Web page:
Car parking, Public transport
Cafe, Toilets
Recreation opportunity:
Walking
Interests:
Built heritage, Industrial heritage, Moorlands, Panoramic views, Rivers

Mine exploration in the North Pennines © Pinpoint Adventure
Pinpoint Adventure is an adventure activities company run by father son Ian and Tom Hopper based in Northumberland, the North East of England and Cumbria. They run a wide selection of adventure activities using their experience and knowledge to help create 'days to remember'. In the North Pennines they offer amazing underground journeys through one of the old lead mines at Nenthead; this truly is an adventure in all respects and a visit to a very different ‘lost world’. There will be ample opportunity to look at the skills and determination of our ancestors and try to empathise with their working conditions. There are three main trips available: Smallcleugh Mine, Nenthead: Smallcleugh provides a wonderful 4/5 hour underground adventure, with a visit to The Ballroom for a candlelit dinner – well, bacon sandwiches anyway! Tyne Bottom Mine, Garrigill: Tyne Bottom is a super half day trip, with some interesting crawls and wetter sections; we often combine Tyne Bottom with a canyoning adventure in the afternoon. Rampgill Mine, Nenthead: Rampgill provides a very wet couple of hour’s underground, with some wonderful calcite formations. Ian and Tom also offer the following activities: walking, trekking, snowshoeing, climbing, Forest Schools and bushcraft.
Location:
Pinpoint Adventure can provide activities at a variety of locations in the North Pennines. Their mine trips are at Nenthead and at other mines in the Cumbrian North Pennines. Contact Ian Hopper on 07786 872060 (ian@pinpointadventure.com) for details.
Access:
Car parking, Cycle parking
Playground, Pub, Shop, Toilets
Recreation opportunity:
Bushcraft and adventure, Climbing, Walking
Interests:
Geology, Industrial heritage

South Tyne Valley © NPAP/Shane Harris
Tracing the course of the River South Tyne downstream from Alston, this route provides an excellent short introductory ride to the area. It first heads out along the fell lanes on the eastern side of the river steadily gaining height to Barhaugh Hall then descending by Blackcleugh Burn to the banks of the River South Tyne. The river bank makes an excellent spot for a rest or a picnic after which the road bridge just south of Slaggyford allows the other side of he river to be reached. The return to Alston involves another climb to start with but once height is gained glorious views open up across the fells and down to the valley where you might just spot steam trains on the South Tynedale Railway, England's highest narrow-gauge railway.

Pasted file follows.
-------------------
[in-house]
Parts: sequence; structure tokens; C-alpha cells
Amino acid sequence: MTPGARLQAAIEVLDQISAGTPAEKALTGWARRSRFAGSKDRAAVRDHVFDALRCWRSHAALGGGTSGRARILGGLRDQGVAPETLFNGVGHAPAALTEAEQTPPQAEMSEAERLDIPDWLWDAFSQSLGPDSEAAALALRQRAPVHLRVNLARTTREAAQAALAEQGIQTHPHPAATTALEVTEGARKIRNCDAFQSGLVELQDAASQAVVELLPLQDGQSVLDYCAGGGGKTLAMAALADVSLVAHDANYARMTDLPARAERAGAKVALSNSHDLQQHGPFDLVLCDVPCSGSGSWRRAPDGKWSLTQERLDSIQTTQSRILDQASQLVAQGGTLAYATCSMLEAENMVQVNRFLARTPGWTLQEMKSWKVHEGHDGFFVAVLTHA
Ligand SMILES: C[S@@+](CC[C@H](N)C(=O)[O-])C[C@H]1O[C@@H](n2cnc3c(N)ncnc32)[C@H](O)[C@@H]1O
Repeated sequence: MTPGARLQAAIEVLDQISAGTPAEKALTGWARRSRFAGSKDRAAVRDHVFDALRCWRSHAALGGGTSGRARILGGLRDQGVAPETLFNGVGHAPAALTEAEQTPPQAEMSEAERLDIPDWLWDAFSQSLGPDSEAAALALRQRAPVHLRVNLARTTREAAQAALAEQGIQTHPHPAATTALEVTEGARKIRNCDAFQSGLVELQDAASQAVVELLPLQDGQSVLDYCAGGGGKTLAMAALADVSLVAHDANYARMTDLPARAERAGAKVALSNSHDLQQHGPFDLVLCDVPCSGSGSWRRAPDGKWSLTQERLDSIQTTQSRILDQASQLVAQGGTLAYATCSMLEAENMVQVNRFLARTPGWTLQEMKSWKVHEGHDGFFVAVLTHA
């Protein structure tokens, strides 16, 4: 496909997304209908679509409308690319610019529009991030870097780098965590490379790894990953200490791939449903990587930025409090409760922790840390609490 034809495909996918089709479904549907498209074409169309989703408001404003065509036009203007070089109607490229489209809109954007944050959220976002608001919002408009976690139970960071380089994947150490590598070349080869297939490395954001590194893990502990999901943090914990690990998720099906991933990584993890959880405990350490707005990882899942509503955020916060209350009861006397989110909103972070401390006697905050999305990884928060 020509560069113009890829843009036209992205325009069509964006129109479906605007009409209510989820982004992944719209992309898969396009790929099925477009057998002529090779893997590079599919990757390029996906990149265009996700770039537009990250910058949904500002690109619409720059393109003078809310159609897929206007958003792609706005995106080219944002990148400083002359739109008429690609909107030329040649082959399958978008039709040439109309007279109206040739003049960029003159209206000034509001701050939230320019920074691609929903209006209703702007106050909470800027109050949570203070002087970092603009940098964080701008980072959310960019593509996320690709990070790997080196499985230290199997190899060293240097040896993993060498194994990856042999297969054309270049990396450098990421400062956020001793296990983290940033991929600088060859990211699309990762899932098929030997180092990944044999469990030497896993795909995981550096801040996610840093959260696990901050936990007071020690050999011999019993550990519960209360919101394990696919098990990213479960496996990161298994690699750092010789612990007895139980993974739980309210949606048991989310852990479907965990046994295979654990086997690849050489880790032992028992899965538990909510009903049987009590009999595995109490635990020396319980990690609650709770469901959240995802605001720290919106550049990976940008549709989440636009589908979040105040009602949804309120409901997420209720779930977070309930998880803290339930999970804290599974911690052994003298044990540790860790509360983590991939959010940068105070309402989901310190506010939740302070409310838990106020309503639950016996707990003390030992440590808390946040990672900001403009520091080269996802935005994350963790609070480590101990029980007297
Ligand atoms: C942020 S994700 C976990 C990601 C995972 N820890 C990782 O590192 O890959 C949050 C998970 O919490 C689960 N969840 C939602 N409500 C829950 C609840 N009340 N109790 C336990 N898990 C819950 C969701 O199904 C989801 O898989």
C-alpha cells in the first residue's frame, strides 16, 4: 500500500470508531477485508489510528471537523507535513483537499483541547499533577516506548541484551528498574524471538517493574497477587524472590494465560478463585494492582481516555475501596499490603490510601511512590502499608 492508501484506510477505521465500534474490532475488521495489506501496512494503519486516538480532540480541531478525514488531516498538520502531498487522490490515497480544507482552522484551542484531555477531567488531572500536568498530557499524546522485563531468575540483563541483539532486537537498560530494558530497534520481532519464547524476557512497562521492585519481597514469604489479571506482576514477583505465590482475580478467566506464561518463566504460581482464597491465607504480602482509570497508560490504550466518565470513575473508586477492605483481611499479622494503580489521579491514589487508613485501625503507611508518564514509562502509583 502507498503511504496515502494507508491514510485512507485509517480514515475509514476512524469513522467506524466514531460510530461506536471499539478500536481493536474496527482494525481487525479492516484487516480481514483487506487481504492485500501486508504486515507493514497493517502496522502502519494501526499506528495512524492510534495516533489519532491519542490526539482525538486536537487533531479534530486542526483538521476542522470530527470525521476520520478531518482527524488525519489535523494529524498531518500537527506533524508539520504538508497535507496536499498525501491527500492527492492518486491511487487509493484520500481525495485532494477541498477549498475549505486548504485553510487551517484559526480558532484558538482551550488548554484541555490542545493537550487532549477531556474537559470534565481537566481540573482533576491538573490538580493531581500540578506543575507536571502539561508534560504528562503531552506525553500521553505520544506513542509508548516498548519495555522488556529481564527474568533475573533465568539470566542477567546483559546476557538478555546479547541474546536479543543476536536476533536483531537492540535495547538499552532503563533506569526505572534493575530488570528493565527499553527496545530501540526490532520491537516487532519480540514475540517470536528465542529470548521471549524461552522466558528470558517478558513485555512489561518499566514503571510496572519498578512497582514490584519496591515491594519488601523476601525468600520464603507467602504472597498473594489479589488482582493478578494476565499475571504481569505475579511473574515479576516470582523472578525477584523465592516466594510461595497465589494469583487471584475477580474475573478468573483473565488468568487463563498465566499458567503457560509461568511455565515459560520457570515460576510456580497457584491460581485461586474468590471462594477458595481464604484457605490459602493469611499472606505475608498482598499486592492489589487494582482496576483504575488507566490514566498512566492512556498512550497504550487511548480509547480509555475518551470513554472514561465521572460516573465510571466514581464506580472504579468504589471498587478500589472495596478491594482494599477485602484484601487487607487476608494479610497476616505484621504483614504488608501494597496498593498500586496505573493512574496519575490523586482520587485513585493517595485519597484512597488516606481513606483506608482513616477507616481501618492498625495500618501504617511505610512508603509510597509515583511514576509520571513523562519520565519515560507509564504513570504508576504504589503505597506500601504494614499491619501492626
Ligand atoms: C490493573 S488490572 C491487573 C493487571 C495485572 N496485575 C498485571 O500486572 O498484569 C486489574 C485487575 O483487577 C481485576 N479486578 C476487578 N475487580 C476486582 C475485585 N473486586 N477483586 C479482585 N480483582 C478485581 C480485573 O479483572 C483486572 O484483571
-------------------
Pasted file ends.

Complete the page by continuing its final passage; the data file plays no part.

Location:
Starting and finishing in Alston.
Distance:
16 km
Access:
Car parking, Public transport
Accessible toilets, Cafe, Playground, Pub, Shop, Toilets
Recreation opportunity:
Cycling

Designated as a Dark Sky Discovery Site, Clesketts Car Park has been recognised for the stunning quality of its night skies. This is a great place for professional and amateur astronomers to stargaze in the North Pennines AONB. RSPB Geltsdale is also home to black grouse, birds of prey and breeding wading birds and is great for walking. Stagsike Cottages are approximately a 40 minute walk from the parking area at Clesketts and provide an information point and toilets. Trails are open at all times and the information point is open between 9am and 5pm. Dogs are welcome but they should be kept on a lead as the reserve is a working farm. A bus services the village of Hallbankgate, which is approximately a mile away. More information - www.rspb.org.uk
Location: